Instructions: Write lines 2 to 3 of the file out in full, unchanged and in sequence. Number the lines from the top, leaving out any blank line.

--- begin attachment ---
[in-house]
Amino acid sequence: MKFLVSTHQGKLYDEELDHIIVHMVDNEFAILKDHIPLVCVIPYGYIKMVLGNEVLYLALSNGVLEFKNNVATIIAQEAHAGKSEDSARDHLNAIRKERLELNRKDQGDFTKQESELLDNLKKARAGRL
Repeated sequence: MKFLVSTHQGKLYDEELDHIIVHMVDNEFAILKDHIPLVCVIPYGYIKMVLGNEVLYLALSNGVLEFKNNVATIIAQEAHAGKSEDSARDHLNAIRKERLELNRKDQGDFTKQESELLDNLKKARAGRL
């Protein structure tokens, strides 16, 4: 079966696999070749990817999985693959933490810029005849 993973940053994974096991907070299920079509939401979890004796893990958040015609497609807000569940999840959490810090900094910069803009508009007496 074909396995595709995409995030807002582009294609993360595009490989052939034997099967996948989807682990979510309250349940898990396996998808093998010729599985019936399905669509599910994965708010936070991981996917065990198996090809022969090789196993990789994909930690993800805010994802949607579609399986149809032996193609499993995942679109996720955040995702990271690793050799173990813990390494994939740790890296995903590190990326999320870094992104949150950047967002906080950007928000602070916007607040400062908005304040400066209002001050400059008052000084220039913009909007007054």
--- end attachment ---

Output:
Amino acid sequence: MKFLVSTHQGKLYDEELDHIIVHMVDNEFAILKDHIPLVCVIPYGYIKMVLGNEVLYLALSNGVLEFKNNVATIIAQEAHAGKSEDSARDHLNAIRKERLELNRKDQGDFTKQESELLDNLKKARAGRL
Repeated sequence: MKFLVSTHQGKLYDEELDHIIVHMVDNEFAILKDHIPLVCVIPYGYIKMVLGNEVLYLALSNGVLEFKNNVATIIAQEAHAGKSEDSARDHLNAIRKERLELNRKDQGDFTKQESELLDNLKKARAGRL